Sunday, January 14, 2024
I bought another dressage book. I have gone through both of the paperback books I had purchased, and I wanted more. But this time, I was impatient and didn’t want to wait, so I bought one for my Kindle to be delivered instantly. It’s called Dressage for the Not-So-Perfect Horse: Riding Through the Levels on the Peculiar, Opinionated, Complicated Mounts We All Love by Janet Foy.
And I thought this would be fun to read as I try to keep my mind thinking forward about riding my horse in a dressage arena completing a dressage test.
My husband bought me a Kindle Scribe for Christmas, and I love it because I can write on it – like it’s a notebook. But it’s still a Kindle, so I can save books to it as well. I love it! So what better type of book to add to it than a Dressage book? It was just as expensive as a paperback, but I do like that it’s on the Kindle.
And even though I think my horse is perfect (he is to me), there is always something to learn, right?
Reading is Cool
I was excited to get this book because the opening paragraphs by the author were intriguing and inspiring. She writes very well. And it seems that many dressage books I have read are more like a manual. They use old and very large, dated words that make me feel I am reading something from the turn of the century rather than the present day.
And after I got through the first chapter of this book, which I loved, the book started to take a turn toward what I didn’t want. So, instead of continuing to read word for word, I started skimming through the book. Ok, this was better. I think that in the beginning, it started like an old-fashioned 1970s book on how to ride dressage, but then it got into the meat of the book, solving problems that could occur.
I started to enjoy the book again.
The best part about books is that you can take bits and pieces that you learn from multiple books and mold them into something special and personalized for yourself and your way of riding.
Putting the Words into Practice
So I put the Kindle down, returned to the first book I bought, and worked through the process of asking for a halt and back up, shoulder out and shoulder in. I literally stood in my living room, dressage whip in my right hand, left hand out as if I were holding on to the lead rope and asking my horse to bend.
This was one thing that I needed, a dressage whip. I have the stick and string type whips, but they are long and heavy. Too heavy for me to be lifting right now. The stick and string is a long tool, which makes it clumsy for me to try and use this type of whip while trying to get my horse to focus on me. So I found a dressage whip, actually it is marketed as a pig whip. But it’s a dressage whip. It’s lightweight and the right length I need it to be to work with Jesse.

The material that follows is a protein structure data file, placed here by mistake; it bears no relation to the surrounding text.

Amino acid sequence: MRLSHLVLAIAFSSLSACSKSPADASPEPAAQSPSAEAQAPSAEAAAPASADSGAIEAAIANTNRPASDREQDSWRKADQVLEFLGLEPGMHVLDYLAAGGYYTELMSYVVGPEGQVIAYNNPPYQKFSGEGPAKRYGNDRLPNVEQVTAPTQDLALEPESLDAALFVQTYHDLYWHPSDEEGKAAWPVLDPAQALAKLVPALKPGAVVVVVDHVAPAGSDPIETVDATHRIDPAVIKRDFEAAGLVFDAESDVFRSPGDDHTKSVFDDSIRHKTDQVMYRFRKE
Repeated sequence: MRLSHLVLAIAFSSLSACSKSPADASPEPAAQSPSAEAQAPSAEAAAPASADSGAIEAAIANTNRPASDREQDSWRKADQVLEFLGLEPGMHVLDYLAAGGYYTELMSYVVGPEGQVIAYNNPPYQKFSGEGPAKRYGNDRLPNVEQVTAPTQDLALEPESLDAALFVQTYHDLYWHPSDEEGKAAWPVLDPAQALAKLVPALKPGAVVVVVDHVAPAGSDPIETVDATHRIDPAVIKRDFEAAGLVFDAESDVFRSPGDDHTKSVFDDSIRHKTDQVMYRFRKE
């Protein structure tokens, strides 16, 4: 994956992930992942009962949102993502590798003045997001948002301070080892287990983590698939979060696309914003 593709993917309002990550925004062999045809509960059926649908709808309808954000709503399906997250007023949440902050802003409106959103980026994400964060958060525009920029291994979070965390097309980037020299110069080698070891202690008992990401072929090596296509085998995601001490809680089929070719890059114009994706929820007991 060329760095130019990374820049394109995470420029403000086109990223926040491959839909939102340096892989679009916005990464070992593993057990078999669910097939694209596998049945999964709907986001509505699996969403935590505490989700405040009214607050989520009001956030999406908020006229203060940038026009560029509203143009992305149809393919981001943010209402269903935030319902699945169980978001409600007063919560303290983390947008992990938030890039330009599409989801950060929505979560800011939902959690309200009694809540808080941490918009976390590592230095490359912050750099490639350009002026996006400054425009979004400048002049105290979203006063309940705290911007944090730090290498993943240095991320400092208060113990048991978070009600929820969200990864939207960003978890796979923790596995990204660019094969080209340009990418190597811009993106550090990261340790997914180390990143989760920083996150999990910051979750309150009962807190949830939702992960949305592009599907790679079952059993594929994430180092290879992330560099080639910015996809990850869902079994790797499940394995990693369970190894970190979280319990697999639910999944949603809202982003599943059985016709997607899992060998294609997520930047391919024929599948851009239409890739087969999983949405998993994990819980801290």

I would lift up the dressage whip as if it were on Jesse’s midsection, where my leg would be if I were riding, and then ask him to bend, keeping his nose in my direction.
Sure, I look ridiculous, but by actually doing it, it helps me to be able to do it again when I am with Jesse. I like doing this because the more I do it on my own, the easier it will be to do with my horse. So I can pay attention to the horse while he is moving too. So many moving parts!
4 Ground Exercises
These are the first 4 exercises I want to perfect with Jesse from the ground while I get him and myself going again. Because these are exercises that will transfer when I am in the saddle. As well as exercises I can use with him when we are just walking around new places and if he starts to act up, I have something else to regain his attention.
So, I guess, long story short, I wasn’t a fan of my latest dressage book, but hopefully, I will be eventually. But like I said before, having a library to sort through will help me to find the answers that I am looking for in order to ride a dressage test accurately. That is why I am doing this, after all.
So the four ground exercises come first:
- Shoulder Out
- Shoulder In
Just 4 exercises. That is good. 4 things to work on first, and then we will go on to the next task.